It's just one of the many challenges in meeting baseload needs.
Developments in November-December 2015 have set a milestone in terms of what Association of Southeast Asian Nations (Asean) have long wanted to achieve - The Asean Economic Community.
The recent integration to create a single market and production base is very much a work in progress. It will bring together 600 million people from a region that will generate a gross domestic product of US$2.6 trillion (S$3.7 trillion) based on 2014 terms, making it the seventh largest economy in the world and third largest in Asia.
Even economic integration aside, economic development will propel future demand for energy. According to the International Energy Agency, demand for energy in this region expanded by two-and- a-half times between 1990 and 2013.
Now, with economic integration having begun, it will be inevitable that a host of industries will find themselves on a common turf, including the energy sector in the region. In so far as energy is concerned, the region comprises countries with diverse circumstances in energy supply and demand.
Take the instance of Malaysia. According to the Asia Pacific Economic Cooperation forum, Malaysia's indigenous oil reserves are projected to be depleted by 2030, thus shifting the economy to a net energy importer.
Net import dependency will reach 32% in 2030 from a net export position of 57% in 2002, according to the grouping.
The situation is likely to be more dire in other countries within Asean as there is a high - and sometimes sole - dependency on the likes of hydroelectric power. While estimates vary, it is well accepted that around 150 million people in Asean have no access to electricity. Rural electrification rates range widely throughout the Asean region, from 10% in Myanmar to 100% in Singapore.
At the recent Singapore International Energy Week 2015 forum, International Energy Agency Executive Director Dr. Fatih Birol said: "Southeast Asia is moving to the centre of the global energy arena, a trend that is underpinned by economic and demographic drivers, and that is set to continue for the foreseeable future. As the region’s importance grows, so too do the challenges and opportunities that are linked to its development”.
"Chief among those are meeting its increasing energy needs in a secure and sustainable manner; continuing to expand modern energy services for those that lack access; encouraging the adoption of energy-efficient practices; and limiting the rise of greenhouse-gas emissions, especially given the expanding role of coal in its energy mix," he said.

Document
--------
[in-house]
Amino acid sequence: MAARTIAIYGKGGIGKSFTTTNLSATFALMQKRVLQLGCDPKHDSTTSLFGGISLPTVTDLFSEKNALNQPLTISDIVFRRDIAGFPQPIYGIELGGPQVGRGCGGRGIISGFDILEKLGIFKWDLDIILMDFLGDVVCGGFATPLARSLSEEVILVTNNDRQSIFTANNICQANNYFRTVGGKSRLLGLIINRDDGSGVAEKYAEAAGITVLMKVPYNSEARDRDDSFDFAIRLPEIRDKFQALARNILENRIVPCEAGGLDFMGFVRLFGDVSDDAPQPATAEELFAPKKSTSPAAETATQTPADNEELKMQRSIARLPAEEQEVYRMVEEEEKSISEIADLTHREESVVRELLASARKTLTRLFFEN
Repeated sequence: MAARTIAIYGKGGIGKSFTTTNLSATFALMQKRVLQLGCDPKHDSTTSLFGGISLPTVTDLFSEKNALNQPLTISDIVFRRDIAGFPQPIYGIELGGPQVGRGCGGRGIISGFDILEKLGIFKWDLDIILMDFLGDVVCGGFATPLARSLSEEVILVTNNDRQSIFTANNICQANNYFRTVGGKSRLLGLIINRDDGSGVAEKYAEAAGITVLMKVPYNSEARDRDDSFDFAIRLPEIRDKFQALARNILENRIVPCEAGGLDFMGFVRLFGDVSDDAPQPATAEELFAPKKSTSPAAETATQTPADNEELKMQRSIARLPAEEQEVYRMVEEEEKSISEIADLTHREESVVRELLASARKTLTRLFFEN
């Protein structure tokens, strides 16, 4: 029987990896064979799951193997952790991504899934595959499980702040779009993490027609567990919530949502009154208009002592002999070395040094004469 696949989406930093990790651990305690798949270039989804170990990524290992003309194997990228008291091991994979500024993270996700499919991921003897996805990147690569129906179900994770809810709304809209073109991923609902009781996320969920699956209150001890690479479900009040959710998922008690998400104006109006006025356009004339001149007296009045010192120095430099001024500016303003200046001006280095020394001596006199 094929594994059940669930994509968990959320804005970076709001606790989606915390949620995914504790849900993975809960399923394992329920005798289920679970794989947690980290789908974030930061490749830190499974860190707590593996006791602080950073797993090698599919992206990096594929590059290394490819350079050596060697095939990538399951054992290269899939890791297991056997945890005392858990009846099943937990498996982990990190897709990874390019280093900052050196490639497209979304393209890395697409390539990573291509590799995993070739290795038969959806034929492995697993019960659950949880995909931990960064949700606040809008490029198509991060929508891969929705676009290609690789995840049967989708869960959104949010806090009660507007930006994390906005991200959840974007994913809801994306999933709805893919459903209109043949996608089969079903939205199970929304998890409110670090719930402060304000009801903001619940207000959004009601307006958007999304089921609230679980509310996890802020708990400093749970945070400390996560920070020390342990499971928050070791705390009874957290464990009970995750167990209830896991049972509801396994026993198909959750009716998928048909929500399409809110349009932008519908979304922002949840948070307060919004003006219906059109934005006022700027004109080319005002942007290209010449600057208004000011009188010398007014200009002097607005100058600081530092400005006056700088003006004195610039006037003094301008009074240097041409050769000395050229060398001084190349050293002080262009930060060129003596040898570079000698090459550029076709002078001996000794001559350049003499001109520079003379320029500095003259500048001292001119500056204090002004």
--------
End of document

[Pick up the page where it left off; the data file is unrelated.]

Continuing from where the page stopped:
A key takeaway message in this is the need for clean and sustainable energy and this leads to the question of Asean's future baseload needs. Within the context of the energy sector, baseload is a term used to refer to the amount of power required to meet minimum demands based on reasonable economic requirements. Economies rely almost entirely on baseload power to operate properly.
For instance, industries cannot operate effectively, let alone grow, without a stable source of baseload power. Base load is required 24 hours a day, 365 days a year to run heavy industry such as manufacturing plants, smelters, mills, hospitals and refineries.
Blackouts in these heavy operations cause massive disruptions, damage equipment, put lives at extreme risk and ultimately cost the economy billions.
Within this context, baseload plays an important role. Base load needs to be constant, reliable, predictable and economical. It therefore generally requires the burning of fossil fuels, which have proven time and time again to be detrimental to the environment and the general population’s health. As it was pointed our during UN Climate Change Conference in Paris now the whole world tries to stop burning fossil fuels and turn to alternative energy sources such as renewables and nuclear.
For instance, in Malaysian climate change action plan to the United Nations for the Conference it is stated that by 2030 the country had planned to reduce greenhouse gas emissions intensity by 45%.
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